Thursday, July 27, 2006

An intellectual drink

I have been toying recently with the idea of giving up caffeine--it's like nicotine, you come to the point where you don't really notice any positive effects, just the nag of its periodic lack--only this afternoon I happily came across a heartening quotation in my current favorite evil genius Cabanis (it's from the eighth memoir in On the Relations Between the Physical and Moral Aspects of Man, edited by George Mora and translated by Margaret Duggan Saidi):

It is not without reason that some writers have called coffee "an intellectual drink." The general use made of it by men of letters, scientists, artists--in a word, by all persons whose work requires a particular activity of the thinking organ--this use has become established only after repeated observations and reliable experiments. Nothing works better, in fact, than coffee for arresting the anguish of a difficult digestion. The stimulating action of this drink, which bears equally on the sensitive and on the motor forces, far from disturbing their natural equilibrium, completes it and makes it more perfect. The sensations become at once more acute and more distinct, the ideas more active and clearer: and not only does coffee have none of the disadvantages of narcotics, of ardent spirits, or even of wine; on the contrary, it is the most effective means of opposing their pernicious effects.

And actually I had a revelation this morning that what I really need isn't to stop drinking coffee but rather to buy a new bed. I was horrified after my first night sleeping back in my real apartment in May to realize the state of the thing, the futon is paper-thin and you can clearly feel the ribs of the frame beneath it (and, worse, the sort of hump in the middle where the hinge is--it's not surprising, I remember I bought the futon in 1994 when I started grad school and the frame was a donation from my then roommate L. who had owned it in college and subsequently upgraded to a real bed).

I like hard uncomfortable beds, it's just the way my taste runs, but I must say that this futon is by now incredibly uncomfortable: I have always been an insomniac non-morning person who finds beds uncomfortable at night and impossibly comfortable in the morning as I repeatedly and shamefully snooze the alarm, but it must be said that this one starts becoming strikingly uncomfortable again (or perhaps it never stops?) around 6:30am which is not a good thing. But the initial shock wore off and I became accustomed to its uncomfortableness: NO MORE, however! As soon as I get my next paycheck, I am going to Sleepy's The Mattress Professionals to remedy the situation. I have a theory that they will even take the old one away when they deliver the new one, but perhaps this is too much to hope for....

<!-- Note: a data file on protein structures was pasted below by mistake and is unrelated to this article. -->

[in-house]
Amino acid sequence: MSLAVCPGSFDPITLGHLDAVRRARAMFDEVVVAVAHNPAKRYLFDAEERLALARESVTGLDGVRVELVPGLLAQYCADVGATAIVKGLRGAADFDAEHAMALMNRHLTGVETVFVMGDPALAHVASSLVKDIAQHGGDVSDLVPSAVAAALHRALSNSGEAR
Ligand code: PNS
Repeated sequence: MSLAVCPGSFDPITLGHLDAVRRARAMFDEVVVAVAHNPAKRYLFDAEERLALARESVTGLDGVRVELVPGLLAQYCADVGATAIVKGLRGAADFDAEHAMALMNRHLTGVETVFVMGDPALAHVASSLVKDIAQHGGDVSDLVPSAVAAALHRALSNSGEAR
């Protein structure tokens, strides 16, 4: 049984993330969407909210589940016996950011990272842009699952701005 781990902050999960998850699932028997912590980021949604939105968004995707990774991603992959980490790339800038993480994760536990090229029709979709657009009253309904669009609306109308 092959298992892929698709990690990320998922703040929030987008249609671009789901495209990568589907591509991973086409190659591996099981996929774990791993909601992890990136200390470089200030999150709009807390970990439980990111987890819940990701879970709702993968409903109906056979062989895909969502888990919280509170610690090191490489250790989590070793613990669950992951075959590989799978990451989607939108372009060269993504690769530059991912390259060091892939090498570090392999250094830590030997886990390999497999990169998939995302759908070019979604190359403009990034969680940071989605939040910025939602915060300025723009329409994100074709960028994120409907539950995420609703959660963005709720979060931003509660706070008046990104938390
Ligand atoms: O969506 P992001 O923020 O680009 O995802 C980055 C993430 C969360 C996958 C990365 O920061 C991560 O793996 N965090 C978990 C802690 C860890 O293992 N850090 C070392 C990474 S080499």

7 comments:

  1. thank you. I will use this quote to support my habit...

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  2. Give up caffeine?! Don't speak of such terrible ideas....

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  3. Don't worry, it's not at all likely to happen!

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  4. You have described the exact same bedding arrangement we just replaced with a real proper bed. I haven't slept so well in years.

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  5. Balzac on drinking " finely pulverized, dense coffee, cold and anhydrous, consumed on an empty stomach:"

    "From that moment on, everything becomes agitated. Ideas quick-march into motion like battalions of a grand army to its legendary fighting ground, and the battle rages. Memories charge in, bright flags on high; the cavalry of metaphor deploys with a magnificent gallop; the artillery of logic rushes up with clattering wagons and cartridges; on imagination's orders, sharpshooters sight and fire; forms and shapes and characters rear up; the paper is spread with ink — for the nightly labor begins and ends with torrents of this black water, as a battle opens and concludes with black powder."

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  6. Bud, that is the most amazing quotation!

    Justine, I have a feeling that this is going to make a big improvement--sleep is basically my one big problem in life, and I realize it is ridiculous to let this bedding thing continue as is, most people would find it completely unacceptable if they had even a penny of disposable income but for some reason I have an excessively high tolerance for discomfort....

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  7. I think the move from the futon to "the real bed" is an essential part of the academic career trajectory. Get behind me, Grad School!

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